Wednesday, August 09, 2006

Israel Cabinet approves wider war in Lebanon

The Israel cabinet today approved a ground offensive further into Lebanon, to get rid of the Katyusha launchers south of the Litani River. "It has also been agreed that the IDF will not enter Tyre, and the cabinet rejected a proposal by one of the ministers to target Lebanese government infrastructure, for fear this would undermine international support for Israel's moves." (Although is there any international support for Israel's moves, except from the U.S.? But I am glad that the idea to target the government infrastructure was rejected).

"The mood in Wednesday's cabinet meeting which addressed the situation in Lebanon was defined as difficult, even dismal. The meeting lasted six hours minus the half hour break which Prime Minister Ehud Olmert used to speak at length with US Secretary of State Condoleezza Rice."

And the only thing which gives me any hope right now: "The foreign minister [Tzipi Livni] further noted that Lebanese President Fouad Siniora's idea to deploy the Lebanese army to the south was 'good in our eyes.' With that, she clarified that the Lebanese force must be reinforced by multinational troops with effective enforcement abilities. 'These forces are meant to replace Hizbullah in south Lebanon and not join them. The international community must help enforce this,' she stressed."

The Haaretz article gave other details:
The security cabinet approved Wednesday a broader ground offensive by the Israel Defense Forces in Lebanon, authorizing troops to push at least up to the Litani River some 30 kilometers from the Israel-Lebanon border. The IDF's goal is to significantly reduce Hezbollah's short-range rocket launching capabilities. Most Katyusha rocket launches take place from within this area.

The cabinet authorized Prime Minister Ehud Olmert and Defense Minister Amir Peretz to widen the offensive and to determine its timing. According to the decision, however, the two are not obliged to implement the decision.

The offensive would not begin for two or three days so as not interfere with ongoing efforts to broker a cease-fire at the United Nations, said one minister in the meeting.

Nine of the 12 ministers in the cabinet voted in favor of the move, while the other three abstained. There were no votes against the decision.

The left, in the form of Meretz and the Arab parties, harshly criticized the cabinet decision:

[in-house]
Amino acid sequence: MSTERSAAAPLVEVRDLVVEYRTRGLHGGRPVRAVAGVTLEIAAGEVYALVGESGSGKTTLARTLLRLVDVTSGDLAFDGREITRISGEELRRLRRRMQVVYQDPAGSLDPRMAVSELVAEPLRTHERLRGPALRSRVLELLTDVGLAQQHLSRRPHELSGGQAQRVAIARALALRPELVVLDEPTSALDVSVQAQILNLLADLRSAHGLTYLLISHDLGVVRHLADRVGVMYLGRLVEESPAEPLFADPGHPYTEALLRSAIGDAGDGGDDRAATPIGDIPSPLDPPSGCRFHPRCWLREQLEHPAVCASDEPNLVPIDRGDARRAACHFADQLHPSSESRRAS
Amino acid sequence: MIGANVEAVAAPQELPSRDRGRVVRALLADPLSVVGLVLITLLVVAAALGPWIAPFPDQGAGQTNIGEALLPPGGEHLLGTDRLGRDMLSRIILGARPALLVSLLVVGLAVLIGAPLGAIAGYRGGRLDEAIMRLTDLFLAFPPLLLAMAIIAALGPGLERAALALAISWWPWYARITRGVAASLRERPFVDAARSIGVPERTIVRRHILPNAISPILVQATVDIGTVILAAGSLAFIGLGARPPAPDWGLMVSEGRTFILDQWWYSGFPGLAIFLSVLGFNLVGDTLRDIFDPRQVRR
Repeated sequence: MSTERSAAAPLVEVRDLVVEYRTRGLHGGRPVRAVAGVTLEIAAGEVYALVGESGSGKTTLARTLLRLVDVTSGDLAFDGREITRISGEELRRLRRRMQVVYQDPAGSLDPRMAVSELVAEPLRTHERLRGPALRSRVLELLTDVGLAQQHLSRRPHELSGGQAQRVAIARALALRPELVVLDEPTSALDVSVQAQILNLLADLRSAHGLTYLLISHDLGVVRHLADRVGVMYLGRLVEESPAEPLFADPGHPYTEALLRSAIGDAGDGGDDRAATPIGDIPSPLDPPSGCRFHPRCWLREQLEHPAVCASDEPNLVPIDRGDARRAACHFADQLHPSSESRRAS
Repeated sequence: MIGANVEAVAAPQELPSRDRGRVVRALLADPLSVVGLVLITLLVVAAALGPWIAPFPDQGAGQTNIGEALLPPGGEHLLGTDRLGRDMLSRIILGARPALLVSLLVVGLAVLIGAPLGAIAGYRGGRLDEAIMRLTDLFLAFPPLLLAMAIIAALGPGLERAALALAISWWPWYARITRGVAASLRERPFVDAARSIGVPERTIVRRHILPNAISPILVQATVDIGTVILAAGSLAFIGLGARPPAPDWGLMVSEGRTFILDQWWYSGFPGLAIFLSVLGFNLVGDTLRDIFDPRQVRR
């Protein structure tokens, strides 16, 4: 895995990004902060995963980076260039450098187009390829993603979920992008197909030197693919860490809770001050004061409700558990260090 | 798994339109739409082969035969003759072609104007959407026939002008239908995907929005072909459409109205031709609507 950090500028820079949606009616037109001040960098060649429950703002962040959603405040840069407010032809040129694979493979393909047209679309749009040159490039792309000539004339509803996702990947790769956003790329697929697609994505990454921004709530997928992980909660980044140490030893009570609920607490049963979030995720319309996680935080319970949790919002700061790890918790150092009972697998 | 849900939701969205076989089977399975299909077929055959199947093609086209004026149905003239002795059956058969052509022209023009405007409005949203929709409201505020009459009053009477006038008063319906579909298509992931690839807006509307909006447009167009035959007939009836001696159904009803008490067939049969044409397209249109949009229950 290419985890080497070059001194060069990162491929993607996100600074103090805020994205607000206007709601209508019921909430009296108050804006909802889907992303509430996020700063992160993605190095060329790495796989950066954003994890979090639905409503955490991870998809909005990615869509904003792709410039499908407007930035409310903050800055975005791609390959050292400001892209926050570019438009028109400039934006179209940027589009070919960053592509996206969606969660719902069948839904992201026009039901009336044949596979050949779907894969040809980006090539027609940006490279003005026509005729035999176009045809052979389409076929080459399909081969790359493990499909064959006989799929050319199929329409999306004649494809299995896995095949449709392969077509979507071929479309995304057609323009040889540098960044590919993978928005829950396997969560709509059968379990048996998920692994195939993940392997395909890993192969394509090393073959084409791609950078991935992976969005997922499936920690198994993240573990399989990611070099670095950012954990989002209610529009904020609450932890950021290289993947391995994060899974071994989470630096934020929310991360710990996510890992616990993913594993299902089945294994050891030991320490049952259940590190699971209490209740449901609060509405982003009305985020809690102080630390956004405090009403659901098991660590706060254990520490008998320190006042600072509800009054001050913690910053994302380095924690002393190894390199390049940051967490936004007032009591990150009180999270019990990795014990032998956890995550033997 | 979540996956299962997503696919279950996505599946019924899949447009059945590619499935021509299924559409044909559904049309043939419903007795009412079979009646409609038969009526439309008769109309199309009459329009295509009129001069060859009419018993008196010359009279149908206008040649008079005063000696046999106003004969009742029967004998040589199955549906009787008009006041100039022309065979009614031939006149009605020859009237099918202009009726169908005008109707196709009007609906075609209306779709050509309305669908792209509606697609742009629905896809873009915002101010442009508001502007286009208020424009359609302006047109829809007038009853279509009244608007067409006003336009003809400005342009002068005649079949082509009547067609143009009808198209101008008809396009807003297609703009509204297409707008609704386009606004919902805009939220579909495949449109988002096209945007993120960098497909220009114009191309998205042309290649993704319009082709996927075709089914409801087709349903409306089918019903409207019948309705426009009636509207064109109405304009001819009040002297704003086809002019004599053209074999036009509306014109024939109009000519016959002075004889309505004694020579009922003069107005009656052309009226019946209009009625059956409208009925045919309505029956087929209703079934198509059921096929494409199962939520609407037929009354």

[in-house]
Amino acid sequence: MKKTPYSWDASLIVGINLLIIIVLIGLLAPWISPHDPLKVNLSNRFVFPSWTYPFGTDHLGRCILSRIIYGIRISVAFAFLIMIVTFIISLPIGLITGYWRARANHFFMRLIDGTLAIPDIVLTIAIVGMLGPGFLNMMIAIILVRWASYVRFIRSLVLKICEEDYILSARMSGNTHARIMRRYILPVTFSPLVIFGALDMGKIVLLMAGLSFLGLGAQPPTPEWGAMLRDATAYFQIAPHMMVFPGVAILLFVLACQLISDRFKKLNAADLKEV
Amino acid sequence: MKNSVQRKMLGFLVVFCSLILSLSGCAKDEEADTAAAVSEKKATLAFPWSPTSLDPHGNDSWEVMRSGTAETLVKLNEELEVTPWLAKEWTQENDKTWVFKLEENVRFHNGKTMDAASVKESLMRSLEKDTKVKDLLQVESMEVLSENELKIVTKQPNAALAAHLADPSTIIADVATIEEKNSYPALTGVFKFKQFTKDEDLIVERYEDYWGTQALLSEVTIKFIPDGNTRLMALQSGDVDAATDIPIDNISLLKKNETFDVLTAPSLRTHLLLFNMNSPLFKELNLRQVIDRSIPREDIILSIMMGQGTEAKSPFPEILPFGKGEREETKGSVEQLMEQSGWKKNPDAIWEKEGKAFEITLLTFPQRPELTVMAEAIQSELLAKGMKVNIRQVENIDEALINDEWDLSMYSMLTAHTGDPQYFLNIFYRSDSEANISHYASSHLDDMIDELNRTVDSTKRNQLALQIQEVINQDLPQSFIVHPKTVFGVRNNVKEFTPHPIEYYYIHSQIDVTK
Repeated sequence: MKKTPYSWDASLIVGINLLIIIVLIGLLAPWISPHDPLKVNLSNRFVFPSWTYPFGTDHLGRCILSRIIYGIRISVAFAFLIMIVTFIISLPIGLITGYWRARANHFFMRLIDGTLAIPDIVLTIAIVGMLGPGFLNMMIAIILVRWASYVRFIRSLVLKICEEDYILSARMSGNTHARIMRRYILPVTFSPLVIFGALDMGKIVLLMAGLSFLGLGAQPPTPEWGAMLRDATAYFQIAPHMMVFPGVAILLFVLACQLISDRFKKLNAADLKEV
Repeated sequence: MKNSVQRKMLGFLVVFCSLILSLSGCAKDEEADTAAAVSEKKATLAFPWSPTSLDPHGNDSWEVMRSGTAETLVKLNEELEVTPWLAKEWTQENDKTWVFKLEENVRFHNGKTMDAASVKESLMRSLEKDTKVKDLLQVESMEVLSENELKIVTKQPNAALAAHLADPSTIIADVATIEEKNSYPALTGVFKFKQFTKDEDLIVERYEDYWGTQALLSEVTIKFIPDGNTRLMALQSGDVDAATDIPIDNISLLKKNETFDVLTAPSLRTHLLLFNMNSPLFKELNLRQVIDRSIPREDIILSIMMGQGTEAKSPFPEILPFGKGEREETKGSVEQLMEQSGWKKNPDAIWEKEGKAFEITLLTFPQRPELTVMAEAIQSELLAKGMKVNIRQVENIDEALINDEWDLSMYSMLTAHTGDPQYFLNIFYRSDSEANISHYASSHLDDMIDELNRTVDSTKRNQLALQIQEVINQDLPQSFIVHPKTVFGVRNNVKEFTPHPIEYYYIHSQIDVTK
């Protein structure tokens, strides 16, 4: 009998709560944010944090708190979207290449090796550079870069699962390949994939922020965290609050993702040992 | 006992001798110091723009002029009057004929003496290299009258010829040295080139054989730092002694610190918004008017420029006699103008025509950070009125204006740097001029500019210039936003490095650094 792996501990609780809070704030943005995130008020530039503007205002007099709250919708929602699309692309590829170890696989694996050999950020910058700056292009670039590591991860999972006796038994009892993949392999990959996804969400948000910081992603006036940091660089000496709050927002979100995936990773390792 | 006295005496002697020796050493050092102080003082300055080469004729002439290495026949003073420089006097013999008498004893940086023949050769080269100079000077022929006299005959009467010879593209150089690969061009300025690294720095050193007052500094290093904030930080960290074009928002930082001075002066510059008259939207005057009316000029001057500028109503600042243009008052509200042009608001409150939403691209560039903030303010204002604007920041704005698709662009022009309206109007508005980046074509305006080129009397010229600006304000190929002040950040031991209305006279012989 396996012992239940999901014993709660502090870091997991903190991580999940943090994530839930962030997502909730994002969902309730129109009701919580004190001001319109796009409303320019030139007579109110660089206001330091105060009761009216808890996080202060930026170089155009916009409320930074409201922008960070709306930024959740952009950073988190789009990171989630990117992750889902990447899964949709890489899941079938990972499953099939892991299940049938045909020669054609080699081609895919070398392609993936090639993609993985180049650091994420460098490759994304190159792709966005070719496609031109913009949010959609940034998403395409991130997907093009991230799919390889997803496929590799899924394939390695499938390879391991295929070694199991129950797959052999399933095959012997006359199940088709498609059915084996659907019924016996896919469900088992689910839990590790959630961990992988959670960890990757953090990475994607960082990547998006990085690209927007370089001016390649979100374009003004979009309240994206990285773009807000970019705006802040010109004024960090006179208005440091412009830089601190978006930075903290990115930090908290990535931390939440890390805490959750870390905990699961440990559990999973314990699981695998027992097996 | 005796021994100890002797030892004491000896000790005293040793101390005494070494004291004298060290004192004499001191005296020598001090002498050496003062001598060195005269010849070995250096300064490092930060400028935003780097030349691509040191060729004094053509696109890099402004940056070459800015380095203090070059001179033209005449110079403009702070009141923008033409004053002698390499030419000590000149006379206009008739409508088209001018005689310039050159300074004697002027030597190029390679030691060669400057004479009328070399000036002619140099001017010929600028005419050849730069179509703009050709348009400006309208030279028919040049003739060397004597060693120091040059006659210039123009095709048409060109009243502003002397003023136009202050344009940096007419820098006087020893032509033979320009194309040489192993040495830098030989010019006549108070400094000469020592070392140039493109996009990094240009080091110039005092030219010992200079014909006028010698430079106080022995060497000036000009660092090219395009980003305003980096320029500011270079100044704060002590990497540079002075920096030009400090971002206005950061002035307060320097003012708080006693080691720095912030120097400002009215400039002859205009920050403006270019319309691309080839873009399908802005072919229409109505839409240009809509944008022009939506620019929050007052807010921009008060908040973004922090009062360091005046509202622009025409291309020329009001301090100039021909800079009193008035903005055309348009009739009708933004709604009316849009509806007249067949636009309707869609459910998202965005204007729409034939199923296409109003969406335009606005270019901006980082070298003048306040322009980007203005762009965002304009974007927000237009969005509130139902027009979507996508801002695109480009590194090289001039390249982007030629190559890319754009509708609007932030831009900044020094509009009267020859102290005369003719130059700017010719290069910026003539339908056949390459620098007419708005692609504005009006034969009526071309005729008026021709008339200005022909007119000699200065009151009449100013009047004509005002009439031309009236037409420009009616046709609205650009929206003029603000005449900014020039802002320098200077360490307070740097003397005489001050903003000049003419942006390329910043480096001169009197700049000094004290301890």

The political left in Israel slammed the Wednesday afternoon cabinet decision to widen the military ground offensive in Lebanon. Meretz MK Ran Cohen called the move "unfortunate and dangerous." He said continued operations will "increase the large number of victims and will not solve the problem." Meretz MK Zehava Gal-On added the decision "will distance the chances of a cease-fire and of quiet in the northern communities." Meretz Chairman MK Yossi Beilin said the cabinet "made a tragic mistake that is liable to unnecessary lengthen the war? Rather than taking advantage of the opportunity to leave Lebanon and let its army deploy in the south, Israel is entering deeper into Hezbollah's trap on the verge of a war of attrition on the ground."

Hadash MK Mohammad Barakeh said the cabinet decision is "insanity testifying to military arrogance." He said Israel was closing the window of opportunity that was opened by the Lebanese government. United Arab List MK Talab al-Sana said, "Now is the time for diplomatic initiatives and not for military adventures."
When I first heard about the cabinet decision, I also felt dismal - how long is this war going to last? How much longer will people in northern Israel have to suffer from the rocket attacks? How much longer will Israeli soldiers be killed by Hizbollah fighters? How much longer will Lebanese civilians be caught between Hizbollah and the IDF?

I'm not a military strategist, so I can't really say whether this is a wise decision or not. It seems to have been made out of the understanding that a cease-fire is not going to happen soon, which would stop the Katyusha fire, and perhaps also out of a fear that even if there is a cease-fire, there would be no guarantee that Hizbollah wouldn't just start up again whenever it felt like. The plans to put some kind of international force in southern Lebanon seem to be going nowhere - the Lebanese government wants to put its own troops in and Hizbollah is opposed to foreign troops, although they say they'll accept the Lebanese Army. But could the Lebanese Army prevent Hizbollah from firing its rockets? Would it replace Hizbollah, or merely stand next to them, open to attacks by Israeli troops and air power?

I don't see anything good happening now.

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